As Big Pharma continues to come up with ever-more creative ways of getting osteoporosis drugs into your body, you may have heard of the latest injectable form of osteoporosis medication: Forteo (teriparatide). Just what is the Forteo injection? It’s not the same as an infusion, which is administered directly into the bloodstream and is taken only twice a year, and it’s not the same as oral osteoporosis drugs taken once a month or once a day. The Forteo injection is actually a shot you give yourself every day for approximately two years.
Keep an eye out, because researchers in Denmark are currently experimenting on a Forteo microchip that can be implanted under the skin. Like an artificial gland, the chip delivers the daily dose of medication without any effort on the part of the patient. (I can’t help but think “yikes” on this one!)
Forcing DNA Together – the Manufacture of Forteo
Back to the question of what the Forteo injection is. It is a synthetic, recombinant form of parathyroid hormone. It is produced using e.coli bacteria (another “yikes”), thus mimicking the amino acid chains present in human parathyroid hormone. Forteo is manufactured by recombinant DNA technology, which involves the bringing together of DNA chains that would never naturally come together to form a whole new (synthetic) substance.
The Parathyroid Paradox
It’s very strange that when bone is exposed to significant amounts of parathyroid hormone (PTH), such as occurs with hyperparathyroidism, it actually causes the bone to break down. In fact, osteoporosis can result from hyperparathyroidism. So if bone breaks down in the presence of PTH, why is it that introducing extra PTH in the form of Forteo is said to have the opposite effect? It apparently stimulates osteoblast activity by some mysterious means that is the opposite of what PTH normally does. Frankly, it’s a disturbing paradox that underscores and adds consternation to the underlying question: what is the Forteo injection?
No one seems to know the complete answer to this question.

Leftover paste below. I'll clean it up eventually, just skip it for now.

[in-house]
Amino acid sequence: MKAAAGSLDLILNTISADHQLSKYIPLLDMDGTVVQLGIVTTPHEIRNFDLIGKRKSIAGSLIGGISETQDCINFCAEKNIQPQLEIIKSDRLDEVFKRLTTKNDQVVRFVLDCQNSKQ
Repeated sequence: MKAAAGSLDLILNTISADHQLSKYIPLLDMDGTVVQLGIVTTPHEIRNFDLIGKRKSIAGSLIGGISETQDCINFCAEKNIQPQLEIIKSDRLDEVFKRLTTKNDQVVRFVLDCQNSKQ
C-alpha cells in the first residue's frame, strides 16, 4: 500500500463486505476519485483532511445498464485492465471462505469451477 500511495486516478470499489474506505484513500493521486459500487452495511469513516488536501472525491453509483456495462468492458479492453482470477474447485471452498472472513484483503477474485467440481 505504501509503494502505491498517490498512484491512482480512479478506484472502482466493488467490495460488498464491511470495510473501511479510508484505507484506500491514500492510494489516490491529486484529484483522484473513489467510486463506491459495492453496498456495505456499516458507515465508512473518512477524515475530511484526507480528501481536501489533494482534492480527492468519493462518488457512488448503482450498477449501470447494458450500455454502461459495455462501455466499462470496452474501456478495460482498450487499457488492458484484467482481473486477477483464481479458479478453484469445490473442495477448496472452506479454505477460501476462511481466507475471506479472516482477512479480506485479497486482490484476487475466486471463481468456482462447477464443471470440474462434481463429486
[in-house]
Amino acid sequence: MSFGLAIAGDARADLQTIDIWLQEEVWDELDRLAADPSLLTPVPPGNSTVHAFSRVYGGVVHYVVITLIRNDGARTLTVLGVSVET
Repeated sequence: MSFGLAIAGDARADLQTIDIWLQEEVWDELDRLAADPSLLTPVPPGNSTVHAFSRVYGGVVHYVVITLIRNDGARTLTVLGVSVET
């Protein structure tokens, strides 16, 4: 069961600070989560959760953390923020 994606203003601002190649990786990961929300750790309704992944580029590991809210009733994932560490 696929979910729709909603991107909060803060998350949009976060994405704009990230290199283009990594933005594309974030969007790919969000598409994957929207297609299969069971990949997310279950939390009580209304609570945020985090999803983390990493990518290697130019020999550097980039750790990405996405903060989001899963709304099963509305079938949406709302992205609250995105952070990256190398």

Bone Growth and Overgrowth – the Cancer Connection
We do know, then, that the Forteo injection is a synthetic form of PTH, and that PTH is involved in bone formation and breakdown. Further, we know that Forteo somehow stimulates osteoblast activity and rapid growth of bone. These two things – increased osteoblast activity and rapid growth of bone – are associated with osteosarcoma, a particular form of bone cancer.
At this point, osteosarcoma has only shown itself in patients taking Forteo if those same patients are undergoing (or have undergone) some form of radiation therapy involving the bones. But there may be other contraindications, too – once again, no one really knows as yet. A 2010 University of Texas study concludes, “Although teriparatide reduces osteoporosis-related fractures in select patient populations, important contraindications, such as prior radiation exposure, should be considered before use.”1
You can’t expect to “trick” your body with synthetic substances that mimic natural ones and not suffer some consequences.
So it seems that the question, “What is the Forteo (Teriparatide) injection?” cannot be answered completely. The answers we do have are dubious at best, frightening at worst. I urge you not to become part of a drug experiment. Instead, look to natural means to get your osteoporosis under control. It can be done. You don’t need to risk cancer or other damaging side effects to treat a condition that is not a disease. The Osteoporosis Reversal Program is scientifically-proven, physician-approved, and 100% safe, something that most certainly can’t be said about Forteo!
1 Subbiah, V., et al. “Of mice and men: divergent risks of teriparatide-induced osteosarcoma.” Osteoporosis International. 2010 Jun 21(6):1041-5. Epub 2009 Jul 14. https://www.ncbi.nlm.nih.gov/pubmed/19597911